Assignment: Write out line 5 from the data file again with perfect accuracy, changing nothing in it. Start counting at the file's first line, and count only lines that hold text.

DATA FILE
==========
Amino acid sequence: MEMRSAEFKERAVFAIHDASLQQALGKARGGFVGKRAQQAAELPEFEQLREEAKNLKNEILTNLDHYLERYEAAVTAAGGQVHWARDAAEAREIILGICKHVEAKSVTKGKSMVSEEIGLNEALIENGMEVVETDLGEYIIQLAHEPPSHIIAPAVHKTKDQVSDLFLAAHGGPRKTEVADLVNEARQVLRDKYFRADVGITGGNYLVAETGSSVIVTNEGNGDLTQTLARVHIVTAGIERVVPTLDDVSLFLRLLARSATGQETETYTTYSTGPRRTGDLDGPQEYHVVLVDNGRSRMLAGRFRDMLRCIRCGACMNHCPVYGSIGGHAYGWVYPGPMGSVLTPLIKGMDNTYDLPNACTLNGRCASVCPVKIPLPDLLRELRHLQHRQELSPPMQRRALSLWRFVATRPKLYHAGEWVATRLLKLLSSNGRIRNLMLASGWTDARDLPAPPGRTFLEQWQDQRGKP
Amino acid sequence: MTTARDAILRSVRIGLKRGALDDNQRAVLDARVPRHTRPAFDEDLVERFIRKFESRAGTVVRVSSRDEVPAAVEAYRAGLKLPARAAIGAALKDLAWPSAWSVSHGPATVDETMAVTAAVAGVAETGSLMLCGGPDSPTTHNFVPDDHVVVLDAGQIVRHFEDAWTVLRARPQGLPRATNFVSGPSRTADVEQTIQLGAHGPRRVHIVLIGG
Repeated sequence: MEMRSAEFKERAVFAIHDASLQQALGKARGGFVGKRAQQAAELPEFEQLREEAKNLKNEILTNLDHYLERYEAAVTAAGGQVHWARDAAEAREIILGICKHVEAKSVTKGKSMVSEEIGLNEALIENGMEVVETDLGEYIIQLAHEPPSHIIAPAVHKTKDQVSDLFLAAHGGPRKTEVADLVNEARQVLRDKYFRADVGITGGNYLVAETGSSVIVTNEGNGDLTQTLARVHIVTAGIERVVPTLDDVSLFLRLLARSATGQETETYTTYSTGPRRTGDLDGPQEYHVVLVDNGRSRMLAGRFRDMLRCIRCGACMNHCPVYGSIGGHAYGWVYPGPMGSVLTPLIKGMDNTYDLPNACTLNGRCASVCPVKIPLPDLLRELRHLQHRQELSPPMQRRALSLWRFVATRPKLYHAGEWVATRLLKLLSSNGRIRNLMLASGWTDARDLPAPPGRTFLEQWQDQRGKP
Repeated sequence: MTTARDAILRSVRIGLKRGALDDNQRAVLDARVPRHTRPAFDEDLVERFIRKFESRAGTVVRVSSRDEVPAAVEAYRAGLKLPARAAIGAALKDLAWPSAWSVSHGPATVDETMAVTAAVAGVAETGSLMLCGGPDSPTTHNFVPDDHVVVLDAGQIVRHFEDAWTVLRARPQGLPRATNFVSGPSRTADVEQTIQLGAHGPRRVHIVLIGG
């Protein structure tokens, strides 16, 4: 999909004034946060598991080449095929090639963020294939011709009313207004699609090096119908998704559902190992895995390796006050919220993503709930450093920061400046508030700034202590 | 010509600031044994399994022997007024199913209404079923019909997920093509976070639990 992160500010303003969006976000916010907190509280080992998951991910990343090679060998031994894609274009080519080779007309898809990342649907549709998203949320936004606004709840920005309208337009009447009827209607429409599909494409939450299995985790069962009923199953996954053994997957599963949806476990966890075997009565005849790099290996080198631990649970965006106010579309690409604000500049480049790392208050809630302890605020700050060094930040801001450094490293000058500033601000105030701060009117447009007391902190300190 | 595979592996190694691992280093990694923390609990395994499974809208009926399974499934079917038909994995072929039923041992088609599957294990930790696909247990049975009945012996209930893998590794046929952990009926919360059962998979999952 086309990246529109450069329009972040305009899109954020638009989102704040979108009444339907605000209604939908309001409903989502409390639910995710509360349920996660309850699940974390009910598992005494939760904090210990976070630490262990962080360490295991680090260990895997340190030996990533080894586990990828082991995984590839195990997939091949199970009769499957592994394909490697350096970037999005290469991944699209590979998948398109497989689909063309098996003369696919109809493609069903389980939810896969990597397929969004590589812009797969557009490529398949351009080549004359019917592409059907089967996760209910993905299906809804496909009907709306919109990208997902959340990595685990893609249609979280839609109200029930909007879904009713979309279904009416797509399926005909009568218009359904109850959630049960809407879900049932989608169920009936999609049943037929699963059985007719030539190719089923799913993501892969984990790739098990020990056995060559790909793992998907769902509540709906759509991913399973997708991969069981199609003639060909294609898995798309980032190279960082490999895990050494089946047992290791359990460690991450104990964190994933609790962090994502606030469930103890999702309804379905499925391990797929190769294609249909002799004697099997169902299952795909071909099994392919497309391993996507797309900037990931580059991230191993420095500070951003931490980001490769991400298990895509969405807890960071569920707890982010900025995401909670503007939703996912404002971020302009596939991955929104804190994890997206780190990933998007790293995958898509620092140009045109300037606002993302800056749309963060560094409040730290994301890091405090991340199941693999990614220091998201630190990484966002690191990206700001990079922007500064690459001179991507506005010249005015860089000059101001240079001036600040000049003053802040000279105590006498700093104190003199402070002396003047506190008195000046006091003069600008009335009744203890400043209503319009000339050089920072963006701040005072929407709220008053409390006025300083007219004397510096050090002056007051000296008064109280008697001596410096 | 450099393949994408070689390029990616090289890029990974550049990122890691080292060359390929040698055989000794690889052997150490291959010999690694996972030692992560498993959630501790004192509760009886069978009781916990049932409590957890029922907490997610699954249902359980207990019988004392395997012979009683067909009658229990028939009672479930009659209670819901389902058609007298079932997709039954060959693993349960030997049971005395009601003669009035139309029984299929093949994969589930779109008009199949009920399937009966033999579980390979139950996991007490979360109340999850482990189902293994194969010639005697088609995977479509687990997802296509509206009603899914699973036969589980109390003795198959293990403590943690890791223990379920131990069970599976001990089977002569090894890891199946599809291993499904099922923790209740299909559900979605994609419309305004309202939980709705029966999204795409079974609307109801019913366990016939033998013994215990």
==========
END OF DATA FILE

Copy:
């Protein structure tokens, strides 16, 4: 999909004034946060598991080449095929090639963020294939011709009313207004699609090096119908998704559902190992895995390796006050919220993503709930450093920061400046508030700034202590 | 010509600031044994399994022997007024199913209404079923019909997920093509976070639990 992160500010303003969006976000916010907190509280080992998951991910990343090679060998031994894609274009080519080779007309898809990342649907549709998203949320936004606004709840920005309208337009009447009827209607429409599909494409939450299995985790069962009923199953996954053994997957599963949806476990966890075997009565005849790099290996080198631990649970965006106010579309690409604000500049480049790392208050809630302890605020700050060094930040801001450094490293000058500033601000105030701060009117447009007391902190300190 | 595979592996190694691992280093990694923390609990395994499974809208009926399974499934079917038909994995072929039923041992088609599957294990930790696909247990049975009945012996209930893998590794046929952990009926919360059962998979999952 086309990246529109450069329009972040305009899109954020638009989102704040979108009444339907605000209604939908309001409903989502409390639910995710509360349920996660309850699940974390009910598992005494939760904090210990976070630490262990962080360490295991680090260990895997340190030996990533080894586990990828082991995984590839195990997939091949199970009769499957592994394909490697350096970037999005290469991944699209590979998948398109497989689909063309098996003369696919109809493609069903389980939810896969990597397929969004590589812009797969557009490529398949351009080549004359019917592409059907089967996760209910993905299906809804496909009907709306919109990208997902959340990595685990893609249609979280839609109200029930909007879904009713979309279904009416797509399926005909009568218009359904109850959630049960809407879900049932989608169920009936999609049943037929699963059985007719030539190719089923799913993501892969984990790739098990020990056995060559790909793992998907769902509540709906759509991913399973997708991969069981199609003639060909294609898995798309980032190279960082490999895990050494089946047992290791359990460690991450104990964190994933609790962090994502606030469930103890999702309804379905499925391990797929190769294609249909002799004697099997169902299952795909071909099994392919497309391993996507797309900037990931580059991230191993420095500070951003931490980001490769991400298990895509969405807890960071569920707890982010900025995401909670503007939703996912404002971020302009596939991955929104804190994890997206780190990933998007790293995958898509620092140009045109300037606002993302800056749309963060560094409040730290994301890091405090991340199941693999990614220091998201630190990484966002690191990206700001990079922007500064690459001179991507506005010249005015860089000059101001240079001036600040000049003053802040000279105590006498700093104190003199402070002396003047506190008195000046006091003069600008009335009744203890400043209503319009000339050089920072963006701040005072929407709220008053409390006025300083007219004397510096050090002056007051000296008064109280008697001596410096 | 450099393949994408070689390029990616090289890029990974550049990122890691080292060359390929040698055989000794690889052997150490291959010999690694996972030692992560498993959630501790004192509760009886069978009781916990049932409590957890029922907490997610699954249902359980207990019988004392395997012979009683067909009658229990028939009672479930009659209670819901389902058609007298079932997709039954060959693993349960030997049971005395009601003669009035139309029984299929093949994969589930779109008009199949009920399937009966033999579980390979139950996991007490979360109340999850482990189902293994194969010639005697088609995977479509687990997802296509509206009603899914699973036969589980109390003795198959293990403590943690890791223990379920131990069970599976001990089977002569090894890891199946599809291993499904099922923790209740299909559900979605994609419309305004309202939980709705029966999204795409079974609307109801019913366990016939033998013994215990």